The 9/11 Memorial and Museum and the Oculus.

Tenement Museum

Until last year, I had no idea the Tenement Museum was in NYC, yet it is one of the most popular sightseeing stops. During busy times of the year, tours easily sell out. The museum tells the stories of immigrants who started their lives anew on Manhattan's Lower East Side between the 19th and 21st centuries through the recreated apartment and businesses of real families in two historic tenement buildings.

Visitors take guided tours of apartments that recreate immigrant life. Walking tours explore how life was for immigrants on the Lower East Side and how the neighborhood changed. We took the Under One Roof tour which details the lives of 3 families who lived in an apartment over the years. The tours last 1 - 2 hours. There is also a really nice gift shop on the premises.

Brooklyn Bridge

I did this a few years ago when I took a photography lesson. It was so much fun and amazing. You can start down by City Hall and end in Dumbo, Brooklyn or do the opposite. Take the subway over to Dumbo, spend some time checking out the area, including Brooklyn Bridge Park with its carousel. Then, walk back with the stunning views of Manhattan in your face. Any way you choose, the views from front, back, and all sides are mesmerizing and include the Statue of Liberty.

You can spend as much time as you want doing this, but plan at least an hour walking across - it is a mile. After all, you will have to stop for pictures. Sunrise or sunset walks are particularly spectacular.

What Else You Can See

This area has some of the most famous sites in NYC. Think Ellis Island, the Statue of Liberty, Wall Street, Federal Reserve Bank, Trinity Church, Brookfield Place for upscale shopping, and Stone Street with its cobblestoned streets and the Fraunces Tavern and Museum that dates back to George Washington.

The lower Manhattan skyline from the Brooklyn Bridge.

Getting Around

One of the best things about NYC is the ability to pretty much walk everywhere. It just depends on how much time you have. We luckily had decent weather even for December, so spent a great deal of time walking. When it came time to head to 92nd Street, however, that wasn't an option. We could Uber, taxi, or choose public transportation. We opted for the subway and it couldn't have been easier. Just a 10 minute walk to the Brooklyn Bridge/City Hall station and then a direct train to 86th or 96th Street.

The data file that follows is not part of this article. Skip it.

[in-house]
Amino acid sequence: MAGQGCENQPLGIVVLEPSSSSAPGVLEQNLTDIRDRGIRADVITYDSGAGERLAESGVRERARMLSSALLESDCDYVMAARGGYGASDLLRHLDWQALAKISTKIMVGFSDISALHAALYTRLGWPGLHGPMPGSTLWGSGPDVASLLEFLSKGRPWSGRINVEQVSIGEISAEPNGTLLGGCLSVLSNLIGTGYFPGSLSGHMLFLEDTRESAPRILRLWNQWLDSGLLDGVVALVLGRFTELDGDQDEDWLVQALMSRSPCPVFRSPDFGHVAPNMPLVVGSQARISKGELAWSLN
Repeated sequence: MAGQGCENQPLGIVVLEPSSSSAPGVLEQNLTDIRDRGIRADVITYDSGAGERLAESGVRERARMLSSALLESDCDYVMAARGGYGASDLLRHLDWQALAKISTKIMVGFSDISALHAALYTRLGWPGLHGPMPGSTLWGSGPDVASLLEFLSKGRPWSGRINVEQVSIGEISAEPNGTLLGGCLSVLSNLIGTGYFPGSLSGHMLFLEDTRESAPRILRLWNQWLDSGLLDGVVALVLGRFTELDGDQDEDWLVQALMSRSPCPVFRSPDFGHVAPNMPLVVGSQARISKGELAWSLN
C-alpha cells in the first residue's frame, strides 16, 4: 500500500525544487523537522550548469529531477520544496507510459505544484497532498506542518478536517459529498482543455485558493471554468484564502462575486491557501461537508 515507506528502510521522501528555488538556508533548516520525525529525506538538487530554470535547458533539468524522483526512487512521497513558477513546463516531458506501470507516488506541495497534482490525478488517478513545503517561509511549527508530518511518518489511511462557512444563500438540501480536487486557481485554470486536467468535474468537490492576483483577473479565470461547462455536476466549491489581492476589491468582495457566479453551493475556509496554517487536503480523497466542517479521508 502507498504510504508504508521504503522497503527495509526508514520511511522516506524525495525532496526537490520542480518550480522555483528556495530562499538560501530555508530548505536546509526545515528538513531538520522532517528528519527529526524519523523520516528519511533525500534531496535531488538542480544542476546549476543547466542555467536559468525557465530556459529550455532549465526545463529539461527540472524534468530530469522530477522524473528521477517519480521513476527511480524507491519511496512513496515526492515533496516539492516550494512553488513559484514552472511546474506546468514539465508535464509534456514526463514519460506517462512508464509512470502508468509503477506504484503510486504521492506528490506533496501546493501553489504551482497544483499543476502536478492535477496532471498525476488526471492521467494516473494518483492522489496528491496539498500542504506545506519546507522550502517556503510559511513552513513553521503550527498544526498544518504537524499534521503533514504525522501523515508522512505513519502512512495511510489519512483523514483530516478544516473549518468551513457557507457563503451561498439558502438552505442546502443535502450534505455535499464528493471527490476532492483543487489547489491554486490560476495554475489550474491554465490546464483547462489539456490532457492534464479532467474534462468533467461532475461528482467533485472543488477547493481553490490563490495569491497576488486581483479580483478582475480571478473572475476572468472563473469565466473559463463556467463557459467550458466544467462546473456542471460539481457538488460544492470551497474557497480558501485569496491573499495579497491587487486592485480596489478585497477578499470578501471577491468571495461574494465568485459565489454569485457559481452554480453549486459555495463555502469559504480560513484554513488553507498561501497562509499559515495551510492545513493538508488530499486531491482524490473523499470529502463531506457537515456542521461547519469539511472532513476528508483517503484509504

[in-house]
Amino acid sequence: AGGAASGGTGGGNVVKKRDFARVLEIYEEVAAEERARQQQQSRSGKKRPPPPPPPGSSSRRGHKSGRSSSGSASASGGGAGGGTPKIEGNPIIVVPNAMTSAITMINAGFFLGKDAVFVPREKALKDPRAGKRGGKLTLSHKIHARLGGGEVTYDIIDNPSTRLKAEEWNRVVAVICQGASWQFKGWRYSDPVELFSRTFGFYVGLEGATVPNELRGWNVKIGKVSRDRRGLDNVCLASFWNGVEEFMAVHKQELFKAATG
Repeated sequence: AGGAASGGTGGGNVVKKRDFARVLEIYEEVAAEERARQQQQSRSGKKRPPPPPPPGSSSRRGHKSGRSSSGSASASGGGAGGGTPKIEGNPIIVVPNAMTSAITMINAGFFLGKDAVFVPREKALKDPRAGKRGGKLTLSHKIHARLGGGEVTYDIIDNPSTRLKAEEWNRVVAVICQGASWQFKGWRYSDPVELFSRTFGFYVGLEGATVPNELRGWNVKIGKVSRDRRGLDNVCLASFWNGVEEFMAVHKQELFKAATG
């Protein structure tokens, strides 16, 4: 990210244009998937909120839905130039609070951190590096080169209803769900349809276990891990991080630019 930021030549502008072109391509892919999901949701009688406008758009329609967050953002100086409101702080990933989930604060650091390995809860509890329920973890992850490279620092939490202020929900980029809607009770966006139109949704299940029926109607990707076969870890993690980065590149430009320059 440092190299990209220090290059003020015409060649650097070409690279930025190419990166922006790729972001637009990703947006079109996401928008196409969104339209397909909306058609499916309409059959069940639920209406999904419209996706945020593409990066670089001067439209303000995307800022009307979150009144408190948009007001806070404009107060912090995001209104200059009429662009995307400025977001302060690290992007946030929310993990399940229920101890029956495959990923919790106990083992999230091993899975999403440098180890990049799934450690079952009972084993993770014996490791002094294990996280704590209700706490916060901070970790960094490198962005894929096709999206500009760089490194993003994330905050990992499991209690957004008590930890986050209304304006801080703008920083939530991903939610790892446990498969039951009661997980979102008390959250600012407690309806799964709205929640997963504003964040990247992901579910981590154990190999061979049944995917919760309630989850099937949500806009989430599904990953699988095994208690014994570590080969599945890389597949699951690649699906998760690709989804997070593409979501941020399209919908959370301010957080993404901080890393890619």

Dining Options

I searched Best Restaurants in Tribeca and came up with quite a few. We only had 2 nights so I wanted to choose carefully. But since we had to be at the 92nd Street Y by 7:15pm one night, I chose to have dinner down there. What we did find is that so many restaurants are open for breakfast, lunch, and dinner, so if you can't make it for dinner...

Marc Forgione

I can highly recommend Marc Forgione restaurant. Everything about our experience made us happy. From the rustic decor to the atmosphere to the service to the food, it surprised and amazed. I'm a sucker for brick walls, so was sold when we walked in. But what always is a good indication of things to come is when your waiter asks right off the bat if you have any allergies or preferences that he needs to be aware of. I'm vegetarian so he steered me right away to what I could have on the menu, but added that the chef would be happy to prepare a dish for me. The Kona Kampachi, Honeynut Squash Salad, and Halibut en Croute were impeccable. If you can share, go for the Chicken Under a Brick or the Porterhouse.

The Odeon

We had been to The Odeon many years ago, so we knew what to expect. It has been an institution in the area since 1980. While it may not be a top restaurant, it is reliable bistro and fun to think about Andy Warhol having a martini at the bar! We went for breakfast and were quite pleased.

Tribeca Kitchen

This restaurant is open all day, but we tried it for breakfast which was perfect. Standard fair and no complaints. Not sure I would want to go for a nice dinner, but for breakfast and lunch in a casual atmosphere you can't go wrong. Plus, always a good sign - it was filled with locals and people having business meetings.

A cheeseburger and fries at Restaurant Marc Forgione.

A few we didn't try, but definitely are on my list for next time...

Eataly NYC Downtown - I've been to the original Eataly in the Flatiron district and can highly vouch for it. This new one is located at 4 World Trade Center. It is an upscale Italian market with five themed in-house eateries, six takeaway counters, and two bars; one for coffee and one for wine.

Locanda Verde - I had heard really great things about Locanda Verde, but time ran out to give it a try. It used to be one of the hottest restaurants in town and is still noted to be one of the best. As the name implies, it is Italian. It's also known to be a big celebrity sighting spot if you're into that. I'm not, but can't wait to try the food.

Graffiti Earth - Graffiti Earth is the latest restaurant from celebrity Chef Jehangir Mehta, a runner-up on Food Network's Next Iron Chef. Graffiti Earth features vegetable-forward dishes with flavors rooted in Chef Mehta's Indian roots and Persian heritage. a strong emphasis on sustainability. It is located in the Duane Street Hotel.

Then there's...Smith & Mills, Frenchette, Racines, Little Park, and American Cut if you just have to visit a steakhouse.

Scallop Brule at Graffiti Earth. Photo credit Duane Street Hotel.

Very excited for our next New York City adventure. Will it be Chelsea, the Upper West Side, or Brooklyn? So many choices....